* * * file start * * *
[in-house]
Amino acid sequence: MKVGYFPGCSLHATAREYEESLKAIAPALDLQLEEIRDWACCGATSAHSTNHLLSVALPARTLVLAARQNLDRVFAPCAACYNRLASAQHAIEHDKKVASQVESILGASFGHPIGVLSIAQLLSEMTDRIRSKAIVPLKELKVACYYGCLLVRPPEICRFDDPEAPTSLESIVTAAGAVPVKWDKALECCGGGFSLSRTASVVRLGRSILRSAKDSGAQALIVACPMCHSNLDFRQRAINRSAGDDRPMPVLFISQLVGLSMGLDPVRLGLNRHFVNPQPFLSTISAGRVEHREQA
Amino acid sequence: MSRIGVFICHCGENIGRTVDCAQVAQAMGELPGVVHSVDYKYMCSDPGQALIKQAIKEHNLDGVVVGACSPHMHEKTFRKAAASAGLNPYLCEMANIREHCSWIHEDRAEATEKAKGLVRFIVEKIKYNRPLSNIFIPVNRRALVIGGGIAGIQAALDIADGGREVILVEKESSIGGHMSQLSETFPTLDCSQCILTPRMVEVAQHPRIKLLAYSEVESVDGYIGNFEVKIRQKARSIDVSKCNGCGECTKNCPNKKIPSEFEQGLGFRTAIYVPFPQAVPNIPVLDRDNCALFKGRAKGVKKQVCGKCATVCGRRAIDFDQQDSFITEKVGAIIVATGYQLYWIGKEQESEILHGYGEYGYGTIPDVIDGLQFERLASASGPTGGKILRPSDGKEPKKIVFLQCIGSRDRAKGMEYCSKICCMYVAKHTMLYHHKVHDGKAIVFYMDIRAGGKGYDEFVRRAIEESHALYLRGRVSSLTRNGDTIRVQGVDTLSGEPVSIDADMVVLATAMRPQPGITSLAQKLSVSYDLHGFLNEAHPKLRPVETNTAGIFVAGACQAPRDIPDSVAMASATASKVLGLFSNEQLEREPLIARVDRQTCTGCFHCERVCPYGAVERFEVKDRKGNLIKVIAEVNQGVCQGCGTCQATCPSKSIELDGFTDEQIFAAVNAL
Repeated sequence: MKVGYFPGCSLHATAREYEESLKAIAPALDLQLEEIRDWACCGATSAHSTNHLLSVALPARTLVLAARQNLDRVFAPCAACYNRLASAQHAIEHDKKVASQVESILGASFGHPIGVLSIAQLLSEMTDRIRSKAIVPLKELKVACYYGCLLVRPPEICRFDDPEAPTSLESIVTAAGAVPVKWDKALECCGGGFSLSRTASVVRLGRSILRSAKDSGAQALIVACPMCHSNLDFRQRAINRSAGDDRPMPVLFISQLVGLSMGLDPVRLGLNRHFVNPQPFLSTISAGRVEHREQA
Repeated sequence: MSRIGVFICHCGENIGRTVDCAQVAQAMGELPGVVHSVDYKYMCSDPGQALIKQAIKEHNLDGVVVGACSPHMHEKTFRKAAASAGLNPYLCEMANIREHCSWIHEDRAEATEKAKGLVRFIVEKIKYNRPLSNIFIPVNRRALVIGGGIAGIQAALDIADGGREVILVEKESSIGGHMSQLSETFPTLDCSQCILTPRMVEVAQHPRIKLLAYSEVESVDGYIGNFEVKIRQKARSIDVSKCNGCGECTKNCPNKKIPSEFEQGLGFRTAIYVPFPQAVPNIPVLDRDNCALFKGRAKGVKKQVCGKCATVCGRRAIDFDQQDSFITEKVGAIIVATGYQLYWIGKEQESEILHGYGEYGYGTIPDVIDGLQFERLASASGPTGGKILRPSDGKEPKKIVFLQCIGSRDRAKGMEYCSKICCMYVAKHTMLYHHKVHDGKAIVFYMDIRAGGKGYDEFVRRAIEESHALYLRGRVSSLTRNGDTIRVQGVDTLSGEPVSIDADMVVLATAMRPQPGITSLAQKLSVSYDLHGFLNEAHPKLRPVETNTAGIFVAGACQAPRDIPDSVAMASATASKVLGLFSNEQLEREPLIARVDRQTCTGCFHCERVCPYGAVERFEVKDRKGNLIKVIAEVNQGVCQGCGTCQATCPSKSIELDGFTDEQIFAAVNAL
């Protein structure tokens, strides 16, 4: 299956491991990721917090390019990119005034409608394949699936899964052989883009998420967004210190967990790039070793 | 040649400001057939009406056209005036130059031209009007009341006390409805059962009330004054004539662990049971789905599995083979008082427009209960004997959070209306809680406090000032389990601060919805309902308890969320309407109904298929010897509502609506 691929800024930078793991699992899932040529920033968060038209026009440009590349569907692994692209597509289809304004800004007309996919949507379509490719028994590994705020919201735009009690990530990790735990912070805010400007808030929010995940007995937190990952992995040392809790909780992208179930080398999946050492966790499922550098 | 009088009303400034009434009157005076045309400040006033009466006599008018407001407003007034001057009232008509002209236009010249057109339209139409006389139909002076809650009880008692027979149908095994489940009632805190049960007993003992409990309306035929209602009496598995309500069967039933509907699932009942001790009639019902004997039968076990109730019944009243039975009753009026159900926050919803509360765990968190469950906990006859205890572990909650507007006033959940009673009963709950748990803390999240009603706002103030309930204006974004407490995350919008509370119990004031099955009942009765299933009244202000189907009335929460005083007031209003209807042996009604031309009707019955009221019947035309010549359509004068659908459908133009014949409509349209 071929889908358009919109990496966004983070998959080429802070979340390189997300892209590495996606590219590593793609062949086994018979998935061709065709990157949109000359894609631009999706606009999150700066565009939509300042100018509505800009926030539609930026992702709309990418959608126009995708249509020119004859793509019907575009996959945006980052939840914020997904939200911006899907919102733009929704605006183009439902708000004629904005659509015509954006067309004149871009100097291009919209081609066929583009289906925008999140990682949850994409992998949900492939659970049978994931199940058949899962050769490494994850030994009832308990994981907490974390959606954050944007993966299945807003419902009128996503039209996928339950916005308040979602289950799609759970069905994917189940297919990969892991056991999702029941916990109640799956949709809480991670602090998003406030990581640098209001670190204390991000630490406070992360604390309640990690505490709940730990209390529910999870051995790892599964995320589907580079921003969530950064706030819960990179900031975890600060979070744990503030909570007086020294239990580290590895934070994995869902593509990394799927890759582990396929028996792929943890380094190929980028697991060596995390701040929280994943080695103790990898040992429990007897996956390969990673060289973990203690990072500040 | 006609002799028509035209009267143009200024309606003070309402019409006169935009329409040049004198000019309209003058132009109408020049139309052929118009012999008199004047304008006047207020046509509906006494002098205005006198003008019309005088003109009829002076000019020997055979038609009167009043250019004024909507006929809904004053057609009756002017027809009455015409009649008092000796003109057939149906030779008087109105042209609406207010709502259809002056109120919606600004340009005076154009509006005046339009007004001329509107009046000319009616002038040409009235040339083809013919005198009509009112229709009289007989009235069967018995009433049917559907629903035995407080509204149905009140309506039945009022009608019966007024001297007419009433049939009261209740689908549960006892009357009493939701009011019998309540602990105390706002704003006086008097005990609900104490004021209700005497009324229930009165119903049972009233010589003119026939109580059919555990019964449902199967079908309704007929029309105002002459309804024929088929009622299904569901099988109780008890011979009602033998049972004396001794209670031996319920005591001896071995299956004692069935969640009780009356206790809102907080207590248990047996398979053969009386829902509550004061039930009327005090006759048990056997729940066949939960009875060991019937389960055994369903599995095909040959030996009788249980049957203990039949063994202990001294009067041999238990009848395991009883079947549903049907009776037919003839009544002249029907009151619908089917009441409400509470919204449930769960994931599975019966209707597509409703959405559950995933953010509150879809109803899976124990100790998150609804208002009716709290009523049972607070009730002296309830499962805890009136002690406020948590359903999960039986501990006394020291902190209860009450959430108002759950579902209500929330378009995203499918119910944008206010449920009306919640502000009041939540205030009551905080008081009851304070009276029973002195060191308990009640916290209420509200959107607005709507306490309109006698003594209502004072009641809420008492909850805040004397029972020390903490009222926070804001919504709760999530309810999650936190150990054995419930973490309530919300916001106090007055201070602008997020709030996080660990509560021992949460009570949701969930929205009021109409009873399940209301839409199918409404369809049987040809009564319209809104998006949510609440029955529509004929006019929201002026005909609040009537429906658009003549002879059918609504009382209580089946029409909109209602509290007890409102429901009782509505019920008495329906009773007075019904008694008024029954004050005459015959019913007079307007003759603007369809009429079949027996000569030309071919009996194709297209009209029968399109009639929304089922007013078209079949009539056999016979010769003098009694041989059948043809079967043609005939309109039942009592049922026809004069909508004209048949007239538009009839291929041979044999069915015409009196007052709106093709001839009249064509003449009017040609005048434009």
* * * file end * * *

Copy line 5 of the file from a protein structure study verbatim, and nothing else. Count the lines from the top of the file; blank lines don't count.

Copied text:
Repeated sequence: MSRIGVFICHCGENIGRTVDCAQVAQAMGELPGVVHSVDYKYMCSDPGQALIKQAIKEHNLDGVVVGACSPHMHEKTFRKAAASAGLNPYLCEMANIREHCSWIHEDRAEATEKAKGLVRFIVEKIKYNRPLSNIFIPVNRRALVIGGGIAGIQAALDIADGGREVILVEKESSIGGHMSQLSETFPTLDCSQCILTPRMVEVAQHPRIKLLAYSEVESVDGYIGNFEVKIRQKARSIDVSKCNGCGECTKNCPNKKIPSEFEQGLGFRTAIYVPFPQAVPNIPVLDRDNCALFKGRAKGVKKQVCGKCATVCGRRAIDFDQQDSFITEKVGAIIVATGYQLYWIGKEQESEILHGYGEYGYGTIPDVIDGLQFERLASASGPTGGKILRPSDGKEPKKIVFLQCIGSRDRAKGMEYCSKICCMYVAKHTMLYHHKVHDGKAIVFYMDIRAGGKGYDEFVRRAIEESHALYLRGRVSSLTRNGDTIRVQGVDTLSGEPVSIDADMVVLATAMRPQPGITSLAQKLSVSYDLHGFLNEAHPKLRPVETNTAGIFVAGACQAPRDIPDSVAMASATASKVLGLFSNEQLEREPLIARVDRQTCTGCFHCERVCPYGAVERFEVKDRKGNLIKVIAEVNQGVCQGCGTCQATCPSKSIELDGFTDEQIFAAVNAL